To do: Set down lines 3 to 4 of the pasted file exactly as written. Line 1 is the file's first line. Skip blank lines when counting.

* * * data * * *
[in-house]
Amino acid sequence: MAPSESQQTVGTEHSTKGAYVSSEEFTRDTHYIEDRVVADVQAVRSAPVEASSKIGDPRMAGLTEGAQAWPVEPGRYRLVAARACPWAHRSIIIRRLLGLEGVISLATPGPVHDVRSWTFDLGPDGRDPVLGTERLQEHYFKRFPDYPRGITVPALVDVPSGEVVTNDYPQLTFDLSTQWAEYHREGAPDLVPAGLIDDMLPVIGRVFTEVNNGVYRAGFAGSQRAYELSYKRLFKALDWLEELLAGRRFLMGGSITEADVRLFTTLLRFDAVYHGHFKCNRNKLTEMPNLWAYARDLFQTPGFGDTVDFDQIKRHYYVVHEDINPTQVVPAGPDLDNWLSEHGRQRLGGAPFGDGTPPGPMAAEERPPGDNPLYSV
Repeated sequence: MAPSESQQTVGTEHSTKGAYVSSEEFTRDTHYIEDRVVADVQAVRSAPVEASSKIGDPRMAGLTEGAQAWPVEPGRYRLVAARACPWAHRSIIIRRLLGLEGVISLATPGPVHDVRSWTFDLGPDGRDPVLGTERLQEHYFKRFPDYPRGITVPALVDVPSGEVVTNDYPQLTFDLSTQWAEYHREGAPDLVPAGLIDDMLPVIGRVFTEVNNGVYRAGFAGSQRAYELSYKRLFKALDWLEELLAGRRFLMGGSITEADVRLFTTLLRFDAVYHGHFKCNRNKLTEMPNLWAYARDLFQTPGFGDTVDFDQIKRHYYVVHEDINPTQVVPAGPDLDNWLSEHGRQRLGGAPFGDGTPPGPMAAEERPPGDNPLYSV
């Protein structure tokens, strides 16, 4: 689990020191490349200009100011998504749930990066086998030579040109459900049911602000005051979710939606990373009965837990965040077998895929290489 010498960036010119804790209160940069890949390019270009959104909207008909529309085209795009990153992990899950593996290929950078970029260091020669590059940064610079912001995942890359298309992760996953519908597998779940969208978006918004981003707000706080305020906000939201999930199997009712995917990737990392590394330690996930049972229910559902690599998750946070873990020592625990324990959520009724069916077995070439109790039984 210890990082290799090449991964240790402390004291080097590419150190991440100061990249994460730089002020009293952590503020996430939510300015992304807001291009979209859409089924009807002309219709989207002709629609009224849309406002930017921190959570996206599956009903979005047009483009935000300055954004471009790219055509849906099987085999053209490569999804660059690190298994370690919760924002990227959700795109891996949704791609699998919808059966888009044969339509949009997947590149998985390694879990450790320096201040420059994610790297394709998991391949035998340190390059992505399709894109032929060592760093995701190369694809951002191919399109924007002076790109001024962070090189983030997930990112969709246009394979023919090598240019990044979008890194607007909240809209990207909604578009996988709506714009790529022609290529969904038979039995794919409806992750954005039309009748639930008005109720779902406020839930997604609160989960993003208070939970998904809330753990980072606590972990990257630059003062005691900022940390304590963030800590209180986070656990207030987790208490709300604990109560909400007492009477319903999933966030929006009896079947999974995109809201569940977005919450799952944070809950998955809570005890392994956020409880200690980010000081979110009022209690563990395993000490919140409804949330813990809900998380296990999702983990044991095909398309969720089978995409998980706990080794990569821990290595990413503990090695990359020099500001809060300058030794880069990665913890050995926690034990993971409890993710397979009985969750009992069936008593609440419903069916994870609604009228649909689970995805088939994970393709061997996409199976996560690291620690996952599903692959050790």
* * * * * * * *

Repeated sequence: MAPSESQQTVGTEHSTKGAYVSSEEFTRDTHYIEDRVVADVQAVRSAPVEASSKIGDPRMAGLTEGAQAWPVEPGRYRLVAARACPWAHRSIIIRRLLGLEGVISLATPGPVHDVRSWTFDLGPDGRDPVLGTERLQEHYFKRFPDYPRGITVPALVDVPSGEVVTNDYPQLTFDLSTQWAEYHREGAPDLVPAGLIDDMLPVIGRVFTEVNNGVYRAGFAGSQRAYELSYKRLFKALDWLEELLAGRRFLMGGSITEADVRLFTTLLRFDAVYHGHFKCNRNKLTEMPNLWAYARDLFQTPGFGDTVDFDQIKRHYYVVHEDINPTQVVPAGPDLDNWLSEHGRQRLGGAPFGDGTPPGPMAAEERPPGDNPLYSV
């Protein structure tokens, strides 16, 4: 689990020191490349200009100011998504749930990066086998030579040109459900049911602000005051979710939606990373009965837990965040077998895929290489 010498960036010119804790209160940069890949390019270009959104909207008909529309085209795009990153992990899950593996290929950078970029260091020669590059940064610079912001995942890359298309992760996953519908597998779940969208978006918004981003707000706080305020906000939201999930199997009712995917990737990392590394330690996930049972229910559902690599998750946070873990020592625990324990959520009724069916077995070439109790039984 210890990082290799090449991964240790402390004291080097590419150190991440100061990249994460730089002020009293952590503020996430939510300015992304807001291009979209859409089924009807002309219709989207002709629609009224849309406002930017921190959570996206599956009903979005047009483009935000300055954004471009790219055509849906099987085999053209490569999804660059690190298994370690919760924002990227959700795109891996949704791609699998919808059966888009044969339509949009997947590149998985390694879990450790320096201040420059994610790297394709998991391949035998340190390059992505399709894109032929060592760093995701190369694809951002191919399109924007002076790109001024962070090189983030997930990112969709246009394979023919090598240019990044979008890194607007909240809209990207909604578009996988709506714009790529022609290529969904038979039995794919409806992750954005039309009748639930008005109720779902406020839930997604609160989960993003208070939970998904809330753990980072606590972990990257630059003062005691900022940390304590963030800590209180986070656990207030987790208490709300604990109560909400007492009477319903999933966030929006009896079947999974995109809201569940977005919450799952944070809950998955809570005890392994956020409880200690980010000081979110009022209690563990395993000490919140409804949330813990809900998380296990999702983990044991095909398309969720089978995409998980706990080794990569821990290595990413503990090695990359020099500001809060300058030794880069990665913890050995926690034990993971409890993710397979009985969750009992069936008593609440419903069916994870609604009228649909689970995805088939994970393709061997996409199976996560690291620690996952599903692959050790």